In 1906 Mr. Pitman joined the White Star Line and served on steamers. One ship on which he served floundered on a lighthouse rock in the Atlantic just off the coast of North America and sugar by the ton had to be jettisoned. But by far the worst marine disaster ever to strike at the heart of any nation occurred on the night of April 14th-15th, 1912, when the Titanic, on its maiden voyage, struck an iceberg and sank within a few hours.

The night was clear and, above the stars were shining like tiny jewels on black velvet, but the horizon was inky black und the sea was without a ripple. Then came the grinding of steel against mountainous ice and out of a total of 2,207 passengers and crew, only 690 were saved. Mr. Pitman was serving as 3rd Officer (Navigational) aboard the Titanic and of the officers he is the remaining survivor.

He says that if there had been sufficient life-saving equipment and if there had been a breeze that night off the Newfoundland coast the disaster might not have happened.

In the disaster he lost, all his personal belongings, including a comprehensive collection of stamps, and the only thing he still retains from that fatal night is a whistle which had to be carried by all navigational officers.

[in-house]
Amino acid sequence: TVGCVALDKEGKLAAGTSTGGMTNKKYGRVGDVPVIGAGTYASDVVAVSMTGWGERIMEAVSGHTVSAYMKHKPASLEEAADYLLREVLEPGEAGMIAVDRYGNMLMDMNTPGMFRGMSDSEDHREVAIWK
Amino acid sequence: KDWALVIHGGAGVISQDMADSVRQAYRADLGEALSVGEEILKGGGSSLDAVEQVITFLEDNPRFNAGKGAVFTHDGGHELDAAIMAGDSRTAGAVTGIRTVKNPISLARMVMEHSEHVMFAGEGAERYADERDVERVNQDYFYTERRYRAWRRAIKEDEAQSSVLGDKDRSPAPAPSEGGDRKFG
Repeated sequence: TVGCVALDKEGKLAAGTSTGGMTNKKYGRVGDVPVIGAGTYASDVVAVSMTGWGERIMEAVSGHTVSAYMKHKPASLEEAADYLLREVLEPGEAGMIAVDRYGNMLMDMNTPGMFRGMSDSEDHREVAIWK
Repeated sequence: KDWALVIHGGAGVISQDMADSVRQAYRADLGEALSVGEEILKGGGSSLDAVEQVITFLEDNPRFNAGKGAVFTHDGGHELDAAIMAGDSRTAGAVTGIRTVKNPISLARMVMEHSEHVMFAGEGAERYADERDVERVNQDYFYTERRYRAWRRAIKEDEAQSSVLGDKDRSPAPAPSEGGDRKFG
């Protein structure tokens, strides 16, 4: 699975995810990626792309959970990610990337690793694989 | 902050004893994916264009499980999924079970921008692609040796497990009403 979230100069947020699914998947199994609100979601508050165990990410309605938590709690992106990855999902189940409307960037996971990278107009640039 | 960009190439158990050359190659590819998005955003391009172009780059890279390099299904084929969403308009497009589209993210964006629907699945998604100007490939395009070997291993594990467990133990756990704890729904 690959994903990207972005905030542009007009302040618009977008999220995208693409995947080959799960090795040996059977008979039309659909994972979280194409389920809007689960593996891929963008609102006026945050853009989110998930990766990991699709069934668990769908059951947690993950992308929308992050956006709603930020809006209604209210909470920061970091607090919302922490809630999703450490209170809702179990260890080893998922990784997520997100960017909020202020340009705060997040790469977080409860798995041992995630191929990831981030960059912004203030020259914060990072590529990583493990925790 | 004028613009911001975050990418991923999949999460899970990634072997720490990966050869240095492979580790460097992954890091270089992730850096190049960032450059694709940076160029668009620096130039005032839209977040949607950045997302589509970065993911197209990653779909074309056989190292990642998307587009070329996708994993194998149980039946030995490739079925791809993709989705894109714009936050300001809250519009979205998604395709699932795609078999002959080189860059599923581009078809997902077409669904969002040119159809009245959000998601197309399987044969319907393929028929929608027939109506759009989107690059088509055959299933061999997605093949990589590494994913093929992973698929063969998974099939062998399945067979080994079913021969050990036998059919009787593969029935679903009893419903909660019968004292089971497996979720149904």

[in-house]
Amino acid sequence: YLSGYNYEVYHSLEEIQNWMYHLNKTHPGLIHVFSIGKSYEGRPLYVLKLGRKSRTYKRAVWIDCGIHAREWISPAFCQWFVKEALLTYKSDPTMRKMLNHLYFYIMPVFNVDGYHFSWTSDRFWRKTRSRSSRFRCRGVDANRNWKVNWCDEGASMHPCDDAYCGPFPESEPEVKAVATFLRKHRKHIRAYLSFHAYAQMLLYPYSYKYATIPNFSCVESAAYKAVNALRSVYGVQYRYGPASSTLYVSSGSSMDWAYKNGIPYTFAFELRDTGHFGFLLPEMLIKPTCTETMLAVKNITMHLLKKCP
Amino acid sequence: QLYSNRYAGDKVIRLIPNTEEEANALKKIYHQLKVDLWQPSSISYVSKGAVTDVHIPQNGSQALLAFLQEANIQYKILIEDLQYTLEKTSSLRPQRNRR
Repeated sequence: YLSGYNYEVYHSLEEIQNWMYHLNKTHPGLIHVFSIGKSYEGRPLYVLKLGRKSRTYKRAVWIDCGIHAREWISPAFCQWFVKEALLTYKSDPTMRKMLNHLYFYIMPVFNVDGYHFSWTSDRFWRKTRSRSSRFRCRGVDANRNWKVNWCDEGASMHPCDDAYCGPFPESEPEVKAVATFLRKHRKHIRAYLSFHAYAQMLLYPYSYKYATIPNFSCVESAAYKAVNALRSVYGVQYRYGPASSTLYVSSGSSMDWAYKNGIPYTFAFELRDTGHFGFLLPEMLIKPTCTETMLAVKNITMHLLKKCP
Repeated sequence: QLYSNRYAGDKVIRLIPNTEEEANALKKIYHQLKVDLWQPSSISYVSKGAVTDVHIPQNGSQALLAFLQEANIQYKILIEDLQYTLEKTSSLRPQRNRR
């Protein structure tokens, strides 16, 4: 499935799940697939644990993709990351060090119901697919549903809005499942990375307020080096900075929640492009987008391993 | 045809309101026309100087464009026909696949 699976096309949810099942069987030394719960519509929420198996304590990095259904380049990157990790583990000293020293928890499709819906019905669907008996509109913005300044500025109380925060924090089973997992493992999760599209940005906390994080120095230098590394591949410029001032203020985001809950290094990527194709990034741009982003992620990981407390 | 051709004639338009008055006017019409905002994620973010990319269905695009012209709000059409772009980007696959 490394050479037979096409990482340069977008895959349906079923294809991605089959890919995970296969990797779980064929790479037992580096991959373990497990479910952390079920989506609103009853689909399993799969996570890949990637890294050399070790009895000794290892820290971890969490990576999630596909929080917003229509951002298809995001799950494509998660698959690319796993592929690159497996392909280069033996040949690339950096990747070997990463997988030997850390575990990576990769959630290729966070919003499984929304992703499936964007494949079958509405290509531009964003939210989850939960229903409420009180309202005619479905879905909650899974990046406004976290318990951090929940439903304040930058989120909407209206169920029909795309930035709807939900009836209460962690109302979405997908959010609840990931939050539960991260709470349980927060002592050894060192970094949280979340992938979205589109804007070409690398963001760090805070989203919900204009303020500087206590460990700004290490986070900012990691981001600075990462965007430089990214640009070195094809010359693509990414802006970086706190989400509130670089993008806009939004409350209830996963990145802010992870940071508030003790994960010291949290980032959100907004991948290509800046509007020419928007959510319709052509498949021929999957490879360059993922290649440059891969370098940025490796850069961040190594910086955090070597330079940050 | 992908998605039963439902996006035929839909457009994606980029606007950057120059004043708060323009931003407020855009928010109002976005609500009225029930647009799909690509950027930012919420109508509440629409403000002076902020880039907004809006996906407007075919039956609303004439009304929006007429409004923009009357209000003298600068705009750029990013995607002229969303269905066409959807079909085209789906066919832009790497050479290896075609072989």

Little more than two years later the Nation was involved in the first of its modern struggles of survival and it was then the call from the other service that Mr. Pitman answered. He joined the Royal Navy but soon after the war was again walking the decks of liners.

Colour blindness in one eye affected his career when war broke out again in 1939, but he stayed afloat as purser aboard a troopship. On his retirement some years ago he came back to Somerset, the county of his birth. pottering about his spacious garden on top of Sunnyhill.

Last week he was looking forward to taking a trip to the Channel Islands as somewhere he had never been before but he seemed to be in some trepidation about the nature of the sea that he loves so much.

(Click image to enlarge)